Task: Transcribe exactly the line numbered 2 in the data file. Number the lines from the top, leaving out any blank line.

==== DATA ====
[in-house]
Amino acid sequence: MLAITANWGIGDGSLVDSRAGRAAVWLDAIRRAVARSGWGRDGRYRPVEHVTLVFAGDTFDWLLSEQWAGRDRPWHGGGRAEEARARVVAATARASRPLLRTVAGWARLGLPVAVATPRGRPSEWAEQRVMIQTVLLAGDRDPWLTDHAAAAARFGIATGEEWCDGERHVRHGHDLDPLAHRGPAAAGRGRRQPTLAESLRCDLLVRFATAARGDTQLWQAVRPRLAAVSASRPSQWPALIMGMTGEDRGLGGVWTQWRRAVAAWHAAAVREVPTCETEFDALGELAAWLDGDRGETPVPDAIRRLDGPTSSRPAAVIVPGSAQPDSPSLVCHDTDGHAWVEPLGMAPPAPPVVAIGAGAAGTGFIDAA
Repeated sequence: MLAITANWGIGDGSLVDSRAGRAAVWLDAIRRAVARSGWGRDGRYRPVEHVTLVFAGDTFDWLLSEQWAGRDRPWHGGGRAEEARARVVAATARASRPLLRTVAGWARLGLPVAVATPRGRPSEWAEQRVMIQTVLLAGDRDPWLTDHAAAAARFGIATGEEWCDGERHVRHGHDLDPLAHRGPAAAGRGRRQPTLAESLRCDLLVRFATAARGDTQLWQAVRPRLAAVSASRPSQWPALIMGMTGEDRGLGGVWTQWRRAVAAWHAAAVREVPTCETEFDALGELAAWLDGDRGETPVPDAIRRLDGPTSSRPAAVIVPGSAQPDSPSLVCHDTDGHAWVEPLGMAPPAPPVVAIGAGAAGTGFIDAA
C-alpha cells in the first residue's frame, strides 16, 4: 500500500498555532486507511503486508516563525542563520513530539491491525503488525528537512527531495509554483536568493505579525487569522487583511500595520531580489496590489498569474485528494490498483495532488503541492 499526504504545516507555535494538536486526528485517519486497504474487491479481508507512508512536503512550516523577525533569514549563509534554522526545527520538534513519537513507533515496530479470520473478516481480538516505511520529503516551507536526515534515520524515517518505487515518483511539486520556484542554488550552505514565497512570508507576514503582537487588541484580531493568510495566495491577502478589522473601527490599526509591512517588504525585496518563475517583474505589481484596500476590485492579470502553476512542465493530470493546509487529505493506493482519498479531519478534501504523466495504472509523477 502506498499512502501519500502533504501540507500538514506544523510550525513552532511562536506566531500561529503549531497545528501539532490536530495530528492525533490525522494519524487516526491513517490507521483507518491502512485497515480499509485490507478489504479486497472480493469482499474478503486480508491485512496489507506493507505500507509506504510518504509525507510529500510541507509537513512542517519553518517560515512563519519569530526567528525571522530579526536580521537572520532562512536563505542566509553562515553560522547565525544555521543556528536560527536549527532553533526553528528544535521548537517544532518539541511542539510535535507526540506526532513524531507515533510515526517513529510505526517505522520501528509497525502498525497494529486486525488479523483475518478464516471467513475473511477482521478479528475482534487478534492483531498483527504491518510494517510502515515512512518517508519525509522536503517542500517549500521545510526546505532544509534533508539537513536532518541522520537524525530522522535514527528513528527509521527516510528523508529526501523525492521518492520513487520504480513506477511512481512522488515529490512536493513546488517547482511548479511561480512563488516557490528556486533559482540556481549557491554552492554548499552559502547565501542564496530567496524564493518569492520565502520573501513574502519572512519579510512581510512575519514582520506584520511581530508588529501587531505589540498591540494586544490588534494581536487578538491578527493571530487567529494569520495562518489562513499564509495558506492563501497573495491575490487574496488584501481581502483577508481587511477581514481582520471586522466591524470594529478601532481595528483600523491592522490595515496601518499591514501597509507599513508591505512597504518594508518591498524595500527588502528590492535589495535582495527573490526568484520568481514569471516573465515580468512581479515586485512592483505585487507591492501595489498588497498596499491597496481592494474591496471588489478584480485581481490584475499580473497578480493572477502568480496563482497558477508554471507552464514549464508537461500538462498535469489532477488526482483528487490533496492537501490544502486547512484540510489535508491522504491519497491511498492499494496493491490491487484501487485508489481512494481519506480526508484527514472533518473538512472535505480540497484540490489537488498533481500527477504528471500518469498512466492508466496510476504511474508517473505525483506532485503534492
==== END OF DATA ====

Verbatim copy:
Amino acid sequence: MLAITANWGIGDGSLVDSRAGRAAVWLDAIRRAVARSGWGRDGRYRPVEHVTLVFAGDTFDWLLSEQWAGRDRPWHGGGRAEEARARVVAATARASRPLLRTVAGWARLGLPVAVATPRGRPSEWAEQRVMIQTVLLAGDRDPWLTDHAAAAARFGIATGEEWCDGERHVRHGHDLDPLAHRGPAAAGRGRRQPTLAESLRCDLLVRFATAARGDTQLWQAVRPRLAAVSASRPSQWPALIMGMTGEDRGLGGVWTQWRRAVAAWHAAAVREVPTCETEFDALGELAAWLDGDRGETPVPDAIRRLDGPTSSRPAAVIVPGSAQPDSPSLVCHDTDGHAWVEPLGMAPPAPPVVAIGAGAAGTGFIDAA